Pre-2001, six Hamilton municipalities — Flamborough, Dundas, Stoney Creek, Glanbrook, Ancaster and urban Hamilton — each had individual councils. When the province amalgamated them to form the new City of Hamilton, most of the old city and ward boundaries remained intact.

A ward boundary review hasn't happened yet because councillors have been busy, said Coun. Brian McHattie, a Ward 1 representative and mayoral candidate. And it’s admittedly a contentious issue politically, which means timing is important.

“It’s the kind of thing that is best tackled at the beginning of a term of council,” he said.

A ward boundary review, when it happens, will not be as simple as carving up the city by numbers, said  Larry Di Ianni, a former mayor of amalgamated Hamilton and one-time Stoney Creek councillor. Communities have distinct identities.

“You have to look at the history and the tradition of an area, and giving voice as well to the parts that don’t feel like they get the respect they deserve, whether it’s perception or reality,” he said.

Not just a numbers game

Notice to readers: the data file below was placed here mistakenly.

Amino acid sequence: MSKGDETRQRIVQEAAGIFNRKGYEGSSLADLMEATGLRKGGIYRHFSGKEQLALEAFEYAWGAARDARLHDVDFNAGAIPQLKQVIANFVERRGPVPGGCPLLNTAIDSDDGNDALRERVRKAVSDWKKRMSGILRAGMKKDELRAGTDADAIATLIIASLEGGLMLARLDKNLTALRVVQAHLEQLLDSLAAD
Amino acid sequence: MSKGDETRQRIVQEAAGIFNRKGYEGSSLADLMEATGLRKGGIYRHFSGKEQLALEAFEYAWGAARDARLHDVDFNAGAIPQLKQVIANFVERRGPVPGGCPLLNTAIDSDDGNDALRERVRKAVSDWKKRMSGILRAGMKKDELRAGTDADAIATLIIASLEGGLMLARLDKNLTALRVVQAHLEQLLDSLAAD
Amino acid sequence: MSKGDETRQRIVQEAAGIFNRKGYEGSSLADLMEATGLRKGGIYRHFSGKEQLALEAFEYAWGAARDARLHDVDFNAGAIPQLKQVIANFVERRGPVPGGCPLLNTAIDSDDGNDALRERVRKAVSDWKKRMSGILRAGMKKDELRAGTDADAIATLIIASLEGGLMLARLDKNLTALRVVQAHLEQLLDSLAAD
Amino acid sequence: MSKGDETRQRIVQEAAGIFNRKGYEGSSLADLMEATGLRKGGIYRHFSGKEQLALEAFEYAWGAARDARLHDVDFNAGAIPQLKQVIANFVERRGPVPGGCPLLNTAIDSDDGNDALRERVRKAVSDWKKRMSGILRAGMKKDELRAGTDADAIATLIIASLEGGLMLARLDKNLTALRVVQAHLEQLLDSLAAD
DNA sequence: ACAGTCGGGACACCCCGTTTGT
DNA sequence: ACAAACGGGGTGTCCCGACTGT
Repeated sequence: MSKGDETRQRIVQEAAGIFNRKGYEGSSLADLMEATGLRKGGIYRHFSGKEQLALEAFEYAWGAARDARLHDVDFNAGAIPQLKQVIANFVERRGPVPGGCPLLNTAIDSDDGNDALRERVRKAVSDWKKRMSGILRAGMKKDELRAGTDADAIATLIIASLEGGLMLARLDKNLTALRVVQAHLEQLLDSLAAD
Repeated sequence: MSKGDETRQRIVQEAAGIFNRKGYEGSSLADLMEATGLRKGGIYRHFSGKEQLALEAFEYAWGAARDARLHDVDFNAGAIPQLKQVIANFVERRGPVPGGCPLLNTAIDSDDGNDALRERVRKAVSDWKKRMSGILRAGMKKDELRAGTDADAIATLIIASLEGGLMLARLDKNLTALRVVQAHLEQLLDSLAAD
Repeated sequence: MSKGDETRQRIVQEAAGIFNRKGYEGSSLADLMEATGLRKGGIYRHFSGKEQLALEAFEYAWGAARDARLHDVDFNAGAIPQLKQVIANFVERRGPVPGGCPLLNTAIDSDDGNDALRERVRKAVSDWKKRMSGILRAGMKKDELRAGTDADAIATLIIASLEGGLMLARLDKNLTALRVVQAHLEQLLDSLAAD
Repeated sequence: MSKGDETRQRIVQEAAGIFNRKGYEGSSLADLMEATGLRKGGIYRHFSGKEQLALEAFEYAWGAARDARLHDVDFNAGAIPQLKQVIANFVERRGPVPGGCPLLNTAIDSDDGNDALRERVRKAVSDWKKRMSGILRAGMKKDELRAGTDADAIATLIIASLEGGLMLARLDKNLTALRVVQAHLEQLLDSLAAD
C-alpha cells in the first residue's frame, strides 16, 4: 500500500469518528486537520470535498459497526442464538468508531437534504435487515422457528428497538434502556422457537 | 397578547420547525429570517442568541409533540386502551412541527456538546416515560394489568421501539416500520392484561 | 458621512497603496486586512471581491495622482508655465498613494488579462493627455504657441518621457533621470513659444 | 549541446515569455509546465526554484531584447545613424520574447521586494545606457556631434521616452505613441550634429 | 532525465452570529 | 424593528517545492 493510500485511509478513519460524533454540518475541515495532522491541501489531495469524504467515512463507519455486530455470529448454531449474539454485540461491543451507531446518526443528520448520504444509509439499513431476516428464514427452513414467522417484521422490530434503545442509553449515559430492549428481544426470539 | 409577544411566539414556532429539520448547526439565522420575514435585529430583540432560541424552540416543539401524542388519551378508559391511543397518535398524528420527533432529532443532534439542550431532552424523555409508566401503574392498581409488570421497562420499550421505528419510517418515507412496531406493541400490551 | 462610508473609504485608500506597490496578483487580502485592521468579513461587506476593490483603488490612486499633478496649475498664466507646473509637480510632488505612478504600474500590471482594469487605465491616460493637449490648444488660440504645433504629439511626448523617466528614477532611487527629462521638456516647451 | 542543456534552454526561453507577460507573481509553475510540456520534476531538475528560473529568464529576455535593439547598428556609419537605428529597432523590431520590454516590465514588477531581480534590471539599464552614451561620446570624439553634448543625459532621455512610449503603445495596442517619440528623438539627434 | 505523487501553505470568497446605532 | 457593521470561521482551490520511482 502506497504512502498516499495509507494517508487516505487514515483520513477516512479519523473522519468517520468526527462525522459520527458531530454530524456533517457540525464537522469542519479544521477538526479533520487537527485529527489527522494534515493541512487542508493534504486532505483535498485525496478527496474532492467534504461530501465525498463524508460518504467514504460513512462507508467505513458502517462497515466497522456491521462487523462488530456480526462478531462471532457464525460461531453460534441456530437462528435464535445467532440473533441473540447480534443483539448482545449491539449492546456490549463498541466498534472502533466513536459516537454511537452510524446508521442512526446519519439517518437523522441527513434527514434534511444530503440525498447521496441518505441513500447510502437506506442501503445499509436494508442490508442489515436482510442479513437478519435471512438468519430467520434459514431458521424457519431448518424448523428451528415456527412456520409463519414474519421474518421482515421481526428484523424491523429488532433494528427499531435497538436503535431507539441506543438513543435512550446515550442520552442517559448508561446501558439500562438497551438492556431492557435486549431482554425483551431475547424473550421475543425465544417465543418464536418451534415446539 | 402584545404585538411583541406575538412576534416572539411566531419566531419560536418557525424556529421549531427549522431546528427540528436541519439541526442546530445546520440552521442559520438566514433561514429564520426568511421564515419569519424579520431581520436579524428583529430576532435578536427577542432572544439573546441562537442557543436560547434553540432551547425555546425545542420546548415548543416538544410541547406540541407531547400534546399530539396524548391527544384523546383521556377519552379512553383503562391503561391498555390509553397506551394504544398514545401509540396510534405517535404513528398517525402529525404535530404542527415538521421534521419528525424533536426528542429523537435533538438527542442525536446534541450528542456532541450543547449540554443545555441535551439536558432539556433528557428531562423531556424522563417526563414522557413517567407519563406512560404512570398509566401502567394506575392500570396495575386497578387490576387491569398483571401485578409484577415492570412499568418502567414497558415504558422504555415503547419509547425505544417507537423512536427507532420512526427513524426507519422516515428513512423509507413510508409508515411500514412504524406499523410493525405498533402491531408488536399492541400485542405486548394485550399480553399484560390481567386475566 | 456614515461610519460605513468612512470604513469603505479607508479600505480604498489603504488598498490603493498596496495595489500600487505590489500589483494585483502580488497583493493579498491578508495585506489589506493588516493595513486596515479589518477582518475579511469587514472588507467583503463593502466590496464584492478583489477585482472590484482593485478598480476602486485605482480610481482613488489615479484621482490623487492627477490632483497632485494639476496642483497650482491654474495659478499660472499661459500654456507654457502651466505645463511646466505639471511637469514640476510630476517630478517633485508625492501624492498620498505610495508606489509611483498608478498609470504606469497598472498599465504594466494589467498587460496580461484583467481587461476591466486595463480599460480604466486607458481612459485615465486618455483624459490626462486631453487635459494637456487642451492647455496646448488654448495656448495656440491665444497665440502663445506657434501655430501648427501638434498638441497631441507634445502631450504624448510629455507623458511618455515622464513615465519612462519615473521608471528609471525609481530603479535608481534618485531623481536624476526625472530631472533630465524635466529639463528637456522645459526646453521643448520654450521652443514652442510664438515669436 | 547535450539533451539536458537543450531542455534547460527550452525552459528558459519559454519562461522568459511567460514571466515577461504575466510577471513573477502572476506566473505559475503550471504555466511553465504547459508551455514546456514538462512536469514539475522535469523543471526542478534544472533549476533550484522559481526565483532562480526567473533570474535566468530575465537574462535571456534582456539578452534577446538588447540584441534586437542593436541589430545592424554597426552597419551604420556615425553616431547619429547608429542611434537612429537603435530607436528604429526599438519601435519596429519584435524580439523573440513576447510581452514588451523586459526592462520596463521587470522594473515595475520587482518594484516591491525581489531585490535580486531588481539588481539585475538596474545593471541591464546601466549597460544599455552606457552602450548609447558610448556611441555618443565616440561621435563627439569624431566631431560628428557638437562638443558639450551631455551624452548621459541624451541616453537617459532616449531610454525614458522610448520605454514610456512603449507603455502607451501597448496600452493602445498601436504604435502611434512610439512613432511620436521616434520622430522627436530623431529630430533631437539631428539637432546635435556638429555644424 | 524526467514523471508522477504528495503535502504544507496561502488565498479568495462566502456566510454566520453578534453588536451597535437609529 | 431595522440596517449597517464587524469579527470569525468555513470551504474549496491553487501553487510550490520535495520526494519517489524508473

“In Canada, we’ve got a province with a population the size of Burlington, and nobody begrudges the fact that it has provincial status with a provincial legislature.

“More than 10 years after amalgamation, there’s still some of that resonance here, and you need to pay attention to that.”

Ward boundaries weren’t revisited during DiIanni’s mayorship, he said, because council was too busy with other issues.

“Councillors have probably been focused not so much on the governance side, but on making the city work.”

That’s the recollection of former mayor Fred Eisenberger too, who intends to run for mayor again this year. But he also acknowledges the politics, and says it’s unlikely anyone will want to talk about it during an election year.

“These are complex issues where you win some votes in some areas and lose votes in other areas,” he said. “I would expect during an election year that it’s not going to happen.”

Glanbrook, east Mountain growing fast

Here’s a breakdown of the population of wards in Hamilton, according to the 2011 census:

Ward 1: 29,868

Ward 2: 37:569

Ward 3: 39,090

Ward 4: 36,333

Ward 5: 37,386

Ward 6: 39,249

Ward 7: 62,179

Ward 8: 48,807

Ward 9: 26,979

Ward 10: 23,524

Ward 11: 37,055

Ward 12: 35,120

Ward 13: 24,907

Ward 14: 17,634

Ward 15: 24,249